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Review: Project Emily

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Project Emily: Thor IRBM and the RAF
by John Boyes
The History Press, 2008
paperback, 192 pp., illus.
ISBN 978-0752446110

Last December marked the 60th anniversary of the birth of the Thor intermediate range ballistic missile (IRBM): Douglas Aircraft Company received the direction to develop the WS-315A weapon system on December 28, 1955. When the ink on the contract was finally dry, it would be foolhardy to assume that anyone involved in the missile’s development would have correctly predicted Thor’s eventual longevity. Nuclear-tipped anti-satellite weapon, booster for covert reconnaissance satellites, and “grand-daddy” to Delta, to one of the most reliable launch vehicles in the US inventory, are just a few of the follow-on missions to the missile’s original purpose of launching nuclear warheads at targets within the Soviet Union.

Since the range of the missile was 2,400 kilometers (1,500 miles), locations within continental Europe or the United Kingdom were highly desired for maximum effectiveness against the Soviet Bloc. After some political wrangling, deployment of Thor IRBMs to the United Kingdom began in 1958 under the nondescript name Project Emily. With a discerning pen, British aerospace historian John Boyes has combined the history of the dual US/UK deployment inside his work, Project Emily: Thor IRBM and the RAF. While other aerospace history books briefly mention Project Emily under the aegis of Thor development, Boyes’ tome is the first outside of official US/UK government records to detail the operation from start to finish.

When the ink on the contract was finally dry, it would be foolhardy to assume that anyone involved in the missile’s development would have correctly predicted Thor’s eventual longevity.

The first striking fact the reader will notice is more than adequate coverage of the history of the ballistic missile. Boyes paces the story appropriately, beginning with Nazi Germany’s development of the V-2, the Army-Air Force competition for the first IRBM (Jupiter vs. Thor), and General Bernard Schriever’s deft management of the concurrent IRBM and ICBM projects. The core of the book, however, is the British perspective of Thor deployment on their home soil. Documentation within the RAF and British government archives give excellent vantage points to see how the RAF and the local population felt about deploying a “foreign-grown” weapon system. At times, Boyes uncovers some excellent unintentionally dark humor:

“…Overall, the [US/UK] relationship seems to have been good even though the mere presence of the missiles almost guaranteed the annihilation of the local population in a nuclear exchange, although the finality of this was sometimes misunderstood. A farmer local to North Pickenham requested… that he be given suitable warning of an attack so that he could move his cattle to a safer location.”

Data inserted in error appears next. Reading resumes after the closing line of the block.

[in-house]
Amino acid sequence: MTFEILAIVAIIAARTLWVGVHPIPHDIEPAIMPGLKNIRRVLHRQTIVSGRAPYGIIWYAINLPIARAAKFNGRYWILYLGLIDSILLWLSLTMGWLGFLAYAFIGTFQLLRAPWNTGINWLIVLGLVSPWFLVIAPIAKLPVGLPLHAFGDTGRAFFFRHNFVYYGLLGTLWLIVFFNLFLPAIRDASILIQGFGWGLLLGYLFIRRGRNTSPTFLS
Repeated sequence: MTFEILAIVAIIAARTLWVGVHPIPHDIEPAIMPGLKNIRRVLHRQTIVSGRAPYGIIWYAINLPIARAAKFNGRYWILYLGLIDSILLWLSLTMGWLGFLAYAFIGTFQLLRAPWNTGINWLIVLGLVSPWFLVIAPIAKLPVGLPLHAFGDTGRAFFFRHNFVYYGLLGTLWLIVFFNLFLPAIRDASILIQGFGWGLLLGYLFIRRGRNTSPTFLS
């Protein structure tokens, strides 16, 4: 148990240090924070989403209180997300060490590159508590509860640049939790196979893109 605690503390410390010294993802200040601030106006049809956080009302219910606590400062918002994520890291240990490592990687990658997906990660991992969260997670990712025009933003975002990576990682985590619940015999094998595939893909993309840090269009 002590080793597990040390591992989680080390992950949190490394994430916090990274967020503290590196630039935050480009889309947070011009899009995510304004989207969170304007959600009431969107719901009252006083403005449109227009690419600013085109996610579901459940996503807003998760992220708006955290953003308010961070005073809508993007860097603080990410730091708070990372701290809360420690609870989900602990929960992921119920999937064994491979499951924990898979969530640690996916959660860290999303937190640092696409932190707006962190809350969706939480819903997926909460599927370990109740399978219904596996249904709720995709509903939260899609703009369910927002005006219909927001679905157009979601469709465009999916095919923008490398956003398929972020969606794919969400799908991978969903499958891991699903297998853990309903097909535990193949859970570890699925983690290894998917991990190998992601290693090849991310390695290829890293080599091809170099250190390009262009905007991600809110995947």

The majority of information within the book is, understandably, British-centric. This does not detract from the material presented. A few criticisms exist, however. The appendices seem a bit disjointed from the rest of the material, a sort-of hodgepodge of factoids. The photographic inset has many good photos, yet some chapters would have been best served by diagrams of a Thor launch site or side-view of a missile located within the text. Finally, no strong British personalities stand out in either the text or photographs. As a corollary, in many other US missile books, when General Schriever is mentioned, you can bet seeing on a picture of Bennie standing next to his rockets! (He even makes an appearance on the third page of photos here.) These are minor points to be sure, but ones that would strengthen the representation of the RAF in the Thor program’s history.

Missile geeks and Cold War history buffs will find the chapter on the Cuban Missile Crisis illuminating, detailing the actions in the British Isles while the Soviet missiles of October were splayed across newspaper front pages around the world. The RAF coolly maintained Thor’s alert status during the crisis while continuing on with life: No. 102 (SM) Squadron held an open house (minus the liquid oxygen loading), and No. 226 (SM) Squadron held their annual Halloween party.

The United States Air Force owes a debt of gratitude to John Boyes for recording the origin story for Thor, as no American authors have taken up the charge. With the end of the Delta program coming nigh (see “Bringing Asgard to Earth: Making a Thor Heritage District at Vandenberg”, The Space Review, January 4, 2016), space aficionados interested in the legacy of Thor will want a copy of Project Emily for their bookshelves.